Please smile

Will artificial intelligence replace photographers in the future? Werbewoche, at least, continues to rely on humans - and has said goodbye to its busiest photographer. The editorial from Werbewoche 4/2018, February 23, 2018.


At the end of January, Google launched Google Clips, a camera that uses artificial intelligence to take a photo exactly when the opportunity is at its best. It recognizes the right moment and pulls the trigger. Google Clips - as the name suggests - is attached to the user's clothing. Like the Jordi watch Le Clip, but with intelligent inner workings. The events are continuously observed by the camera, and the relevant faces and actors are learned. Sooner or later Clips knows who plays a role in the owner's life and who is worth photographing. Not only babies and grandmas, but also pets. Machine learning for the perfect photo album - without lifting a finger.

The $249 gadget is only available in the US for now. Or rather it was. The Clips camera was in such high demand in the Google Store that it was only possible to get on a waiting list within a very short time.

Even if the idea of having to be permanently scanned and analyzed by an algorithm during a conversation and having every amused facial expression immortalized in the clip memory may seem repulsive to some people, and not just for reasons of data protection, the need to cede more and more demanding personal tasks to machines seems to exist and to be omnipresent. Photographing loved ones? Let's leave it to the smart machine, because it knows how to do it.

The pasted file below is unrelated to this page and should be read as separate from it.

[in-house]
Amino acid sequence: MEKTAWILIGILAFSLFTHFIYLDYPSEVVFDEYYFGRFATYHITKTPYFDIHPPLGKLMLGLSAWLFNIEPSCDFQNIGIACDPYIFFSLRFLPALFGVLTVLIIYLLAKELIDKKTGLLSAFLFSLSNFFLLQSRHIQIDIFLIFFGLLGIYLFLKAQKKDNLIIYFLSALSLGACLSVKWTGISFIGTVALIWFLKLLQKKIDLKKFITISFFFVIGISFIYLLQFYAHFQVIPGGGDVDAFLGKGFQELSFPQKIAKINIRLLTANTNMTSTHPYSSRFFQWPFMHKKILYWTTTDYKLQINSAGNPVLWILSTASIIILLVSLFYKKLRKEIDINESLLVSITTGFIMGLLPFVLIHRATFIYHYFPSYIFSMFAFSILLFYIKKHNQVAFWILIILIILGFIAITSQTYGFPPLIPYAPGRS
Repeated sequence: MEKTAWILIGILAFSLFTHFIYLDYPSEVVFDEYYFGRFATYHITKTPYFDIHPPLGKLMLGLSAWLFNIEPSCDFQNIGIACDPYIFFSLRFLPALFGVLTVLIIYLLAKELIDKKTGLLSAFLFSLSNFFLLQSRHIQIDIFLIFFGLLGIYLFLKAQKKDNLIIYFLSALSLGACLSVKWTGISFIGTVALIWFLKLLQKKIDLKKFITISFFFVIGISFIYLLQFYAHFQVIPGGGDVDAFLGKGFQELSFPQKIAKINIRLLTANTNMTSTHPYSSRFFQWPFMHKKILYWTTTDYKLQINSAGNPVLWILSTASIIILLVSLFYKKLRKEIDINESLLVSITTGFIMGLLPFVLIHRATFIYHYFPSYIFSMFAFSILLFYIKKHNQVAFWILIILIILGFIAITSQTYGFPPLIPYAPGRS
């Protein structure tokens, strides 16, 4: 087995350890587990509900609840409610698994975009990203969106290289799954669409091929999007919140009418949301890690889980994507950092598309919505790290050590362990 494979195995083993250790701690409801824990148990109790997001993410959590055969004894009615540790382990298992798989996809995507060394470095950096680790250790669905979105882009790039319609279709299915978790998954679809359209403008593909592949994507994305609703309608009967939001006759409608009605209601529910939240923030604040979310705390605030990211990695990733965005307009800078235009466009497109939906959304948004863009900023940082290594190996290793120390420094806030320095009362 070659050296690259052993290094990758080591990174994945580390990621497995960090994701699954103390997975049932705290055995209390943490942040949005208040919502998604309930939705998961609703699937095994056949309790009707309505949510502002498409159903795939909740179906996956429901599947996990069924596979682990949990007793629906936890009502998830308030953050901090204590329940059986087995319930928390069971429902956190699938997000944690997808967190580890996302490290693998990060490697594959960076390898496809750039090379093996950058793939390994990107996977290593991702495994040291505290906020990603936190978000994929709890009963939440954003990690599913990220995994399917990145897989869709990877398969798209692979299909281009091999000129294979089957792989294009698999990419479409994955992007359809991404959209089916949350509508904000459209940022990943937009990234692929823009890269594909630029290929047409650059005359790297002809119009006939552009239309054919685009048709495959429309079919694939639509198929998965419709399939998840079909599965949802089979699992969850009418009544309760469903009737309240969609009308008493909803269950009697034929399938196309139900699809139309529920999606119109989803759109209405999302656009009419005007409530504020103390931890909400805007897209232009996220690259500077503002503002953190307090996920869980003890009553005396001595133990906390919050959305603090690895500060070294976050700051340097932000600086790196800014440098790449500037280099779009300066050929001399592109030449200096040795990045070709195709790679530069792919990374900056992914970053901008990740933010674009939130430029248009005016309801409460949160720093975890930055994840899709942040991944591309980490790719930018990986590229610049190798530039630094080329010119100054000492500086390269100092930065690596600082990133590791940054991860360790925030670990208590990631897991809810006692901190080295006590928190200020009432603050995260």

Whether technology will one day make human photographers superfluous and replace them remains to be seen. As is the case in all creative or emotional areas where, until recently, humans thought they were absolutely robot-proof.

Speaking of human photographers: With this issue, we bid farewell to Thomas "Tom" Stuckert. Over the past few years, he has photographed thousands of industry faces - probably including you - for our "Shortlist" (before relaunch) and "Who-is-Who" sections. After 14 years at Werbewoche, the passionate amateur photographer is setting out for new shores. When Tom wasn't taking pictures at events or networking, he was selling ads, marketing, setting up cooperations, presenting an optimistic solution to every problem, advising, supporting - or simply being a humorous, loyal work colleague who backed up the editorial team wherever possible. A team player through and through.

Tom has experienced many advertising week editorships. And one or two editors-in-chief. And one or two publishers. By way of comparison, when he started at Werbewoche, Alex Frei was spitting on Steven Gerrard at the European Championship in Portugal - if you still remember that. Human constants that have become rare in today's professional and, above all, media world.

We wish Tom Stuckert every success in his new challenge and all the best for the future. Where will he be moving to? You will read it in due course under "Jobchange". And as long as we can't finally hand over the job to Google, we'll pick up the camera ourselves again - thanks to human learning, we too usually pull the trigger at the right moment.

Thomas Häusermann, Editor-in-Chief a.i. Werbewoche

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